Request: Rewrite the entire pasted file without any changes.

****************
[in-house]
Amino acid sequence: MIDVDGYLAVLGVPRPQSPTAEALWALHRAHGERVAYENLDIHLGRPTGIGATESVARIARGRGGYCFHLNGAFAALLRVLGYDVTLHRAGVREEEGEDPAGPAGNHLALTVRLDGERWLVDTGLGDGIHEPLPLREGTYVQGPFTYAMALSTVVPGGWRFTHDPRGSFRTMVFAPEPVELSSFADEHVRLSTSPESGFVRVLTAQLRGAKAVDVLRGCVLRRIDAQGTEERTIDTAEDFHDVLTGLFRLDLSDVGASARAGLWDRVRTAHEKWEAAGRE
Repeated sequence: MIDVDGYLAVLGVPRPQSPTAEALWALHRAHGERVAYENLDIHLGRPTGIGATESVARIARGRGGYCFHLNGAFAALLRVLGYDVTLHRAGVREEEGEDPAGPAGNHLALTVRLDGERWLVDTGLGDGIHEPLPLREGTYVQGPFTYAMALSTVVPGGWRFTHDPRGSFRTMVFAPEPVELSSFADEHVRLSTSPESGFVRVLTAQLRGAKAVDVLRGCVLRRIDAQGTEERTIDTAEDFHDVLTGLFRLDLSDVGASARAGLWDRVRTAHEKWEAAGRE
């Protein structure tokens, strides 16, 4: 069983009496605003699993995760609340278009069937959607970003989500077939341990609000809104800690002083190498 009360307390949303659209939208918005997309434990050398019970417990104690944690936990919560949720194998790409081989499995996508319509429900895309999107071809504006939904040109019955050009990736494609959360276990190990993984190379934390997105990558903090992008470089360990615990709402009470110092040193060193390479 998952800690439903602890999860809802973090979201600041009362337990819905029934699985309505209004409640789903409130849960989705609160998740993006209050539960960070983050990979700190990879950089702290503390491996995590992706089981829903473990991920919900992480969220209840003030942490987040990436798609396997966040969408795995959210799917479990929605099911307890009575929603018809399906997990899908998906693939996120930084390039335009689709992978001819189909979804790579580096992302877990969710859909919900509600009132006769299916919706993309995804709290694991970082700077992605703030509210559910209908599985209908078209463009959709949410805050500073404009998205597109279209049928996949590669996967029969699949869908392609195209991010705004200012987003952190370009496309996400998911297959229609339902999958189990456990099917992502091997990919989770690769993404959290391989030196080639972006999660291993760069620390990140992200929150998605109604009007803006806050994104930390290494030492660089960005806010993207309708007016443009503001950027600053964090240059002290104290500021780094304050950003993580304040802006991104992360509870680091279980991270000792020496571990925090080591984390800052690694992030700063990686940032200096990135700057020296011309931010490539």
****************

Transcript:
[in-house]
Amino acid sequence: MIDVDGYLAVLGVPRPQSPTAEALWALHRAHGERVAYENLDIHLGRPTGIGATESVARIARGRGGYCFHLNGAFAALLRVLGYDVTLHRAGVREEEGEDPAGPAGNHLALTVRLDGERWLVDTGLGDGIHEPLPLREGTYVQGPFTYAMALSTVVPGGWRFTHDPRGSFRTMVFAPEPVELSSFADEHVRLSTSPESGFVRVLTAQLRGAKAVDVLRGCVLRRIDAQGTEERTIDTAEDFHDVLTGLFRLDLSDVGASARAGLWDRVRTAHEKWEAAGRE
Repeated sequence: MIDVDGYLAVLGVPRPQSPTAEALWALHRAHGERVAYENLDIHLGRPTGIGATESVARIARGRGGYCFHLNGAFAALLRVLGYDVTLHRAGVREEEGEDPAGPAGNHLALTVRLDGERWLVDTGLGDGIHEPLPLREGTYVQGPFTYAMALSTVVPGGWRFTHDPRGSFRTMVFAPEPVELSSFADEHVRLSTSPESGFVRVLTAQLRGAKAVDVLRGCVLRRIDAQGTEERTIDTAEDFHDVLTGLFRLDLSDVGASARAGLWDRVRTAHEKWEAAGRE
């Protein structure tokens, strides 16, 4: 069983009496605003699993995760609340278009069937959607970003989500077939341990609000809104800690002083190498 009360307390949303659209939208918005997309434990050398019970417990104690944690936990919560949720194998790409081989499995996508319509429900895309999107071809504006939904040109019955050009990736494609959360276990190990993984190379934390997105990558903090992008470089360990615990709402009470110092040193060193390479 998952800690439903602890999860809802973090979201600041009362337990819905029934699985309505209004409640789903409130849960989705609160998740993006209050539960960070983050990979700190990879950089702290503390491996995590992706089981829903473990991920919900992480969220209840003030942490987040990436798609396997966040969408795995959210799917479990929605099911307890009575929603018809399906997990899908998906693939996120930084390039335009689709992978001819189909979804790579580096992302877990969710859909919900509600009132006769299916919706993309995804709290694991970082700077992605703030509210559910209908599985209908078209463009959709949410805050500073404009998205597109279209049928996949590669996967029969699949869908392609195209991010705004200012987003952190370009496309996400998911297959229609339902999958189990456990099917992502091997990919989770690769993404959290391989030196080639972006999660291993760069620390990140992200929150998605109604009007803006806050994104930390290494030492660089960005806010993207309708007016443009503001950027600053964090240059002290104290500021780094304050950003993580304040802006991104992360509870680091279980991270000792020496571990925090080591984390800052690694992030700063990686940032200096990135700057020296011309931010490539």